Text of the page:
In my writings, when I camp out in and drive home the original meaning of the Old Testament–such as what I think the Adam story is doing in its ancient Israelite context, or how to understand Canaanite extermination–I am not marking off the boundaries of Christian interpretation. I hear this criticism now and then, and it is wide off the mark. Rather, I am trying to drive home the degree to which the Christian story requires a transformed reading of the Old Testament.

Sometimes this transformation will augment the Old Testament, and many other times will shift its direction, neutralize it, or even cancel it out and subvert it. This diverse process of transforming Israel’s story is already modeled for us by the New Testament authors. (Few things drive this home for me than reading how Paul handles the Old Testament in Romans, but that’s another 80-part blog series. Don’t hold your breath.)

I know that this way of looking at biblical interpretation can cause some discomfort, but I also feel it goes with the territory of being a follower of Jesus. At the end, all things–even Scripture–bend the knee to the risen Christ.

Pete Enns, Ph.D.

Peter Enns (Ph.D., Harvard University) is Abram S. Clemens professor of biblical studies at Eastern University in St. Davids, Pennsylvania. He has written numerous books, including The Bible Tells Me So, The Sin of Certainty, and How the Bible Actually Works. Tweets at @peteenns.

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  • DonaldByronJohnson says:

    The way I word it is Jesus is the goal of all Scripture. As a believing Jew, Jesus was subject to the OT (as correctly interpreted) or he could not have been the Jewish Messiah. And Jesus shows up how to interpret the OT, so the OT interpretation is subject to Jesus.

  • mark says:

    Not bad, but the real key is this: We need to come to an understanding of what it means for God to reveal himself in Jesus, then come to an understanding of of what it means that God’s self revelation in Jesus took place in the context of late Israelite/early Jewish society. Only then can we come to grips with how the Israelite scriptures fit in to God’s plans for mankind in Jesus.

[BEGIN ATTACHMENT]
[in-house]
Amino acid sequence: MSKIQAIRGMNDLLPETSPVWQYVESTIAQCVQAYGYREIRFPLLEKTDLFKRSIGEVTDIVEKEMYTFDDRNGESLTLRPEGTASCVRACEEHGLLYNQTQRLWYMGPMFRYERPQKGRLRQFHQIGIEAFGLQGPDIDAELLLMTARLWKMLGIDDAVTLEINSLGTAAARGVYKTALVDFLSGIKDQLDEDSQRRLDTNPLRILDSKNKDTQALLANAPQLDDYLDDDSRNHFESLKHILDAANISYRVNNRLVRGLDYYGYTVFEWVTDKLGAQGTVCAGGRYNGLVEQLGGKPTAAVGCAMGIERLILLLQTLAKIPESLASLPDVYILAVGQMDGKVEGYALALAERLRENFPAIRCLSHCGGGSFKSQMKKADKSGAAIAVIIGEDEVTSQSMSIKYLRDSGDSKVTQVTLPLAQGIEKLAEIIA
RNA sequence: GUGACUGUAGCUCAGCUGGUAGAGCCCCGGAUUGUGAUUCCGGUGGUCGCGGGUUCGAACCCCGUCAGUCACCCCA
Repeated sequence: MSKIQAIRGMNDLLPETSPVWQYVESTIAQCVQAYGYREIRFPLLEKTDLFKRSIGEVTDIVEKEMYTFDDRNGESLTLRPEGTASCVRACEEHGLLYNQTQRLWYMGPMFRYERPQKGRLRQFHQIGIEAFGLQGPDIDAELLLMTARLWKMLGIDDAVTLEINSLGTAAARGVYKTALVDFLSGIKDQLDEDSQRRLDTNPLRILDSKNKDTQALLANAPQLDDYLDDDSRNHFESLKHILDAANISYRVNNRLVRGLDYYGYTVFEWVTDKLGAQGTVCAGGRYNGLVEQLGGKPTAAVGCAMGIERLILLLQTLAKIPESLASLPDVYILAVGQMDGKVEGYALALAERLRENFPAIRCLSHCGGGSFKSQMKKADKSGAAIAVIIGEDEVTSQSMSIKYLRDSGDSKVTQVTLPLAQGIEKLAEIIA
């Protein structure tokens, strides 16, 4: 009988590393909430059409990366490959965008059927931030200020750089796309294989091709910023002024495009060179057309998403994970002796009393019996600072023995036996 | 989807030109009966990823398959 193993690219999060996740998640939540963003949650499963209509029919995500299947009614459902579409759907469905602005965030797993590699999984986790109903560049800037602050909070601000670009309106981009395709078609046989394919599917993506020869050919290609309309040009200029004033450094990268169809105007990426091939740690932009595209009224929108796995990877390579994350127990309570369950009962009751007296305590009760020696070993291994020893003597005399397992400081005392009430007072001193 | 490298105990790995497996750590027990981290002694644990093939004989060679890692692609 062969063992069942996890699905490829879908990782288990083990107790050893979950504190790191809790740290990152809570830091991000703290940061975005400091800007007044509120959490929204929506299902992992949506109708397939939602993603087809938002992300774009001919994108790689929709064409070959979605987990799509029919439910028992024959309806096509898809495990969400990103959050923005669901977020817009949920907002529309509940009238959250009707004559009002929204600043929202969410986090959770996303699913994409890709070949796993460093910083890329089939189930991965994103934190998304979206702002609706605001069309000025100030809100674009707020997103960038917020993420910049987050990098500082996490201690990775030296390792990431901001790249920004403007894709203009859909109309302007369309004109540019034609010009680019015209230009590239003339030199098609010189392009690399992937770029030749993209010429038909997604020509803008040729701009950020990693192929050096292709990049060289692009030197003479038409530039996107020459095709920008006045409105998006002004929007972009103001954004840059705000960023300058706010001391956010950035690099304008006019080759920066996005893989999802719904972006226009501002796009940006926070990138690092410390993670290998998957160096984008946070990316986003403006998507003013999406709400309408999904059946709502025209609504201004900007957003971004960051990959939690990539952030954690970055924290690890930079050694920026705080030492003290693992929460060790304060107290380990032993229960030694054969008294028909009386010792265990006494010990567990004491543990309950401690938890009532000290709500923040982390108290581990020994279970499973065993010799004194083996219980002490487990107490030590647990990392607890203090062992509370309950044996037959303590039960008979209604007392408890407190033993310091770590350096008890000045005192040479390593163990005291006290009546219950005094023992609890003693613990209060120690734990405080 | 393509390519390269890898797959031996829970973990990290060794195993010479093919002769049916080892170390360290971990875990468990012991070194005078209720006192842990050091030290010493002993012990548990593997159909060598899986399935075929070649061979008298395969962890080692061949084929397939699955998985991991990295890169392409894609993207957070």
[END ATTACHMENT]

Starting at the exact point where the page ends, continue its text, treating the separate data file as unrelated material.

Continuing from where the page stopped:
I am trying to drive home the degree to which the Christian story requires a transformed reading of the Old Testament.

    Sometimes this transformation will augment the Old Testament, and many other times will shift its direction, neutralize it, or even cancel it out and subvert it. This diverse process of transforming Israel’s story is already modeled for us by the New Testament authors.

    I would say that a “transformed reading of the Old Testament”–shifting its direction, neutralizing it, cancelling it out, subverting it–is actually a falsification of it. What we need is as accurate an understanding of the original intent as possible, reading it as it is, and then to place that within the total context of human history as understood from the perspective of God’s self revelation in Jesus.

    At the risk of sounding like a broken record here, I suggest that among a number of good starting point are Mircea Eliade’s “The Myth of the Eternal Return,” Christopher Dawson’s “Progress and Religion,” and Mark S. Smith’s “The Memoirs of God.”

    • mark says:

      I forgot to add: I think we also have to be open to the possibility that the “diverse process of transforming Israel’s story” that is “already modeled for us by the New Testament authors” reflects theological concerns of early Christian thinkers. If we compare Jesus’ use of the Israelite scriptures to that of some of the early Christian writers, there is a difference and it’s not necessarily the case that Paul’s approach, to take one example, is normative for Christianity in general. Paul wrote from his own cultural perspective, not sub specie aeternitatis. If our God given intellectual powers have led to greater understanding of the past and of human nature in all its aspects, we cannot shy away from evaluating the success and utility of the models deployed by NT authors. Again, I believe that Jesus’ own approach differs.